Image: WestJet guest lies in an overhead cabin
Jess Wiberg  /  WestJet via Reuters
Cabin sleeper: A WestJet "guest" lies in an overhead cabin in this company handout photo.
By Brian Tracey Associate editor
msnbc.com
updated 4/4/2008 10:07:55 AM ET 2008-04-04T14:07:55
COMMENTARY

We call this a stupid jet trick: Canada's second largest airline this week offered passengers a small "sleeper cabin" in its planes' overhead luggage bins, available for a modest extra charge of $12.

Continuing its irregular tradition of April Fools' Day press releases, Calgary-based WestJet said passengers would be able to stretch out and relax in the luggage rack.

"By offering our existing overhead bins as sleeper cabins, guests will now have the opportunity to lie down for a period of time and arrive at their destination refreshed, rested and ready to go," the airline said in its release.

It's just the latest prank for WestJet, which touts friendly service and a light-hearted touch in its advertisements.

In 2006, the carrier's April Fools' press release advised passengers to stretch out their arms during takeoff to help save fuel.

WestJet's press release included a toll-free telephone number that passengers can call to check on the availability of the sleeper cabins. A recorded message reveals the prank, but also offered customers a 10 percent discount on flights booked before midnight.

We're disappointed this was a hoax, because overhead sleeper bins would have made this airline a real fly-by-night operation.

Un-fare flight
Here's more asinine airline activity: Ireland's Flybe has taken air-fare discount to whole new level after it paid 172 people to fly back and forth across England and the Irish Sea to help it meet a target for passenger numbers at Norwich airport.

Flybe was narrowly falling short of a target to deliver at least 15,000 passengers on the Dublin-Norwich route in the 12 months ending on March 31, which meant it would have to forego a $550,000 rebate from the airport.

After the airport rejected a request for a partial rebate for almost hitting the target, Flybe hired 172 temps for $60-$80 each, plus a free bar and in-flight entertainment, though it admitted "it probably sounds like an early April fool."

But Richard Jenner, managing director of the airport in eastern England, called the British carrier's move "ludicrous" and said the target had to be met by regular fare-paying passengers.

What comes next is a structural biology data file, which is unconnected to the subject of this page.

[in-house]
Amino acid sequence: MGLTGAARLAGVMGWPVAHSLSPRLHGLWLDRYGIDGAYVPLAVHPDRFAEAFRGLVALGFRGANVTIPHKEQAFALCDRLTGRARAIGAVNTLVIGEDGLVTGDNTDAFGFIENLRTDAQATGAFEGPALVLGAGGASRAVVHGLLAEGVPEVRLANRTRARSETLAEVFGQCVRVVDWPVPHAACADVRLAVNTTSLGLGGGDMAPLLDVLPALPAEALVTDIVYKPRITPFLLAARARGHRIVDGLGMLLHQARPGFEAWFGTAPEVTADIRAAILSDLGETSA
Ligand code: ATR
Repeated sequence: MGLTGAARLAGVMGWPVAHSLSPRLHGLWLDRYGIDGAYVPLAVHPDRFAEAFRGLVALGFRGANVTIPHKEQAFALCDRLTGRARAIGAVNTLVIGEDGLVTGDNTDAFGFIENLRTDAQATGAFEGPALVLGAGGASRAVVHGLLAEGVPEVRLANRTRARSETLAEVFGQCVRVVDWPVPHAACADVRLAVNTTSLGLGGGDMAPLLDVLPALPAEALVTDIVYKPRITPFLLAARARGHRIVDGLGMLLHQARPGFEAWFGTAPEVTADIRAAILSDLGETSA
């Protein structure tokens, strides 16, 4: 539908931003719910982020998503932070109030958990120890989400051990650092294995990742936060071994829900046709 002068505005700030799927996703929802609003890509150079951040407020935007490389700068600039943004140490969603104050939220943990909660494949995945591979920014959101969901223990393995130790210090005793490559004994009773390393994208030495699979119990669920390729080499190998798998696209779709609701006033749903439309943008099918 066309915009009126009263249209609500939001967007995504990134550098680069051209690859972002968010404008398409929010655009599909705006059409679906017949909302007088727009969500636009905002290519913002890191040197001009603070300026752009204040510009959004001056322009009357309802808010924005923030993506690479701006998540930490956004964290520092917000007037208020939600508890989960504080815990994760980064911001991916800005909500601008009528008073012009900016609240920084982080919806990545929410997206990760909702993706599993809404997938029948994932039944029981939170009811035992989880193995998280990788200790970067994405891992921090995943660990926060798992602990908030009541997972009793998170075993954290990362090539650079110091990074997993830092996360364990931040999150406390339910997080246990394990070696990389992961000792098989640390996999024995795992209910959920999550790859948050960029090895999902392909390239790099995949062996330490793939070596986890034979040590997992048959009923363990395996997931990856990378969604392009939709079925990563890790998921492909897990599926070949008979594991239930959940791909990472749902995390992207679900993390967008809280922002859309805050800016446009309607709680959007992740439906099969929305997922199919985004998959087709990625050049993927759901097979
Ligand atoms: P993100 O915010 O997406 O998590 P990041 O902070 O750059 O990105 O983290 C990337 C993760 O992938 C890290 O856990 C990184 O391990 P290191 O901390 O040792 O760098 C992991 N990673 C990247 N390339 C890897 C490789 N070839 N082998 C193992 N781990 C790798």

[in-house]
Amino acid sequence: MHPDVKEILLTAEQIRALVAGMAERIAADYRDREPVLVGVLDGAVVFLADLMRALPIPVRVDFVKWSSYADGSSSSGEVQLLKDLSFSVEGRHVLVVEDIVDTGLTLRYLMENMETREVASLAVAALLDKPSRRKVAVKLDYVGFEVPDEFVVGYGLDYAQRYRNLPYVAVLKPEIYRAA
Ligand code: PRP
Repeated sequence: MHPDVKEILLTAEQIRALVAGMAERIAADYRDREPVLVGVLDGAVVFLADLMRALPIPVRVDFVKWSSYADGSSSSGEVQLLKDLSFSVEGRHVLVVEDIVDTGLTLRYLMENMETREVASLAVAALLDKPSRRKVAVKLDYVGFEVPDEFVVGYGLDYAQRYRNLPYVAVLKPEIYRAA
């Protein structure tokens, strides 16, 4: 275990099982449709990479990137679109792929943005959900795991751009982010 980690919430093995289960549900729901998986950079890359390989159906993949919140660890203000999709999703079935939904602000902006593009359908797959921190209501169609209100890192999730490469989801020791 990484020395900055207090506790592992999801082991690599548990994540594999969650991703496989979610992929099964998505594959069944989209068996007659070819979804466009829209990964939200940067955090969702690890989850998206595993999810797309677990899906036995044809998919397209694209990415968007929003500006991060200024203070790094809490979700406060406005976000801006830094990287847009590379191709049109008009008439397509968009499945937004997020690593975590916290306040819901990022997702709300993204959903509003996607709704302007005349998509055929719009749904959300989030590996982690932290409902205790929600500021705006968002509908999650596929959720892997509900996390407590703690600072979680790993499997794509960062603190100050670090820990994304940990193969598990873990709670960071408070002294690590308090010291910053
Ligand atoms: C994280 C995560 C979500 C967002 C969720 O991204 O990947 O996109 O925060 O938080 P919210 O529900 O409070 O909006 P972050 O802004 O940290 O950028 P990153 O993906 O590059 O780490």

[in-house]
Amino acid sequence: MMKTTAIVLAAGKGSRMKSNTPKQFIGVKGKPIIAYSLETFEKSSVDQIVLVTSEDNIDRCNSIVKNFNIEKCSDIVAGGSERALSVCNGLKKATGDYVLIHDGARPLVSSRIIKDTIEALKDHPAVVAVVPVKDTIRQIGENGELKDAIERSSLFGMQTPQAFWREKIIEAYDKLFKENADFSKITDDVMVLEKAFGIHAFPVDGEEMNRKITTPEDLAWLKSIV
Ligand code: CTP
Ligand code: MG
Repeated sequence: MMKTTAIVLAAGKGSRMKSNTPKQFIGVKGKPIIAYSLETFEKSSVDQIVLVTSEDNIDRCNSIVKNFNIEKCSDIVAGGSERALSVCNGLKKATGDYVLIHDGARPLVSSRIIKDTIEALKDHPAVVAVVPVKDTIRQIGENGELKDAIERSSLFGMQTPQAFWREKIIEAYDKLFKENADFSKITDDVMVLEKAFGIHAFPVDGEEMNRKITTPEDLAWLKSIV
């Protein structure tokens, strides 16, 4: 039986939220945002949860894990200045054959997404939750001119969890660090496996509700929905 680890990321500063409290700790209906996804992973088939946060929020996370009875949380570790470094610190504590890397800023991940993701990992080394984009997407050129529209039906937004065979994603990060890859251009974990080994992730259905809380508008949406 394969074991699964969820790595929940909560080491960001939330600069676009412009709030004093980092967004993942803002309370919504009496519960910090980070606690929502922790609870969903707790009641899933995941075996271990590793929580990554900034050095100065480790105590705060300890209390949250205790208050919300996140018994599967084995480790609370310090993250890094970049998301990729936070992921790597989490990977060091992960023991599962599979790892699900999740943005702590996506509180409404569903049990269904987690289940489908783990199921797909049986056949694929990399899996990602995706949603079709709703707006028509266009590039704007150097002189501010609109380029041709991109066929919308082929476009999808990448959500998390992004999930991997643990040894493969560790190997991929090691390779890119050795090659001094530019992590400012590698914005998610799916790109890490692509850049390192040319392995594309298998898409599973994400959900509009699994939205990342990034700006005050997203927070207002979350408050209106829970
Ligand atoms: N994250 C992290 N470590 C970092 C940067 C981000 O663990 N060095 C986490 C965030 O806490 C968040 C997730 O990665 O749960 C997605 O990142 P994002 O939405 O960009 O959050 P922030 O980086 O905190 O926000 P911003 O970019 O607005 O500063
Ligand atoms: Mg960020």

"The ludicrousness is on the Norwich side who in essence have tried to hold us to ransom, putting at risk routes into Norwich," Flybe Chief Commercial Officer Mike Rutter replied in a joint interview with Jenner on Irish public broadcaster RTE.

Since many British consider Norwich to be in the middle of nowhere, maybe they should make pay-to-fly thing permanent.

Grave communication
Call it a tale from the e-crypt.

But Teruo and Miyoko Oba say there's nothing eerie about their new family grave site, equipped with a mobile phone bar code to offer connectivity long after their own bells have tolled.

The family plot in Kofu, a rural city near the Japanese Alps, boasts a high-tech, "QR" black-and-white square, linking the Oba's pictures and history to phone-carrying visitors who can enter virtually to pay their respects.

Tombstone maker Ishinokoe says the QR codes, which users scan to link with everything in Japan from buses to restaurant reservations, are a new way to visit its "memorial service window" grave sites that contain more than the cremated ashes of the deceased.

"We already have a patent and should get another this month, but we hope this service is not just for our customers, but the entire funeral industry," said Yoshitsugu Fukuzawa, head of Ishinokoe, which launched the product this month.

The Oba family say the new technology offers more options.

"I thought the idea was great as usually the deceased don't have any input to how a grave site is arranged," said 73-year-old Teruo.

"Visitors using this service can actually see the departed."

His wife Miyoko, 70, says kids in particular will be connected.

"It's bit of a new approach. We wanted our grandchildren to be able to use it when they visit the family site."

Fukuzawa says he hopes Ishinokoe's "window" service spurs on the funeral industry, while bringing families closer together.

"Nowadays most memorial services are simplified to under five minutes of just burning incense and offering flowers," he said. "I hope our grave site changes that and families stay near the tomb and talk about memories of the deceased for a long time."

We just hope people don't freak out if their cell-phone battery dies.

The Associated Press and Reuters contributed to this report.

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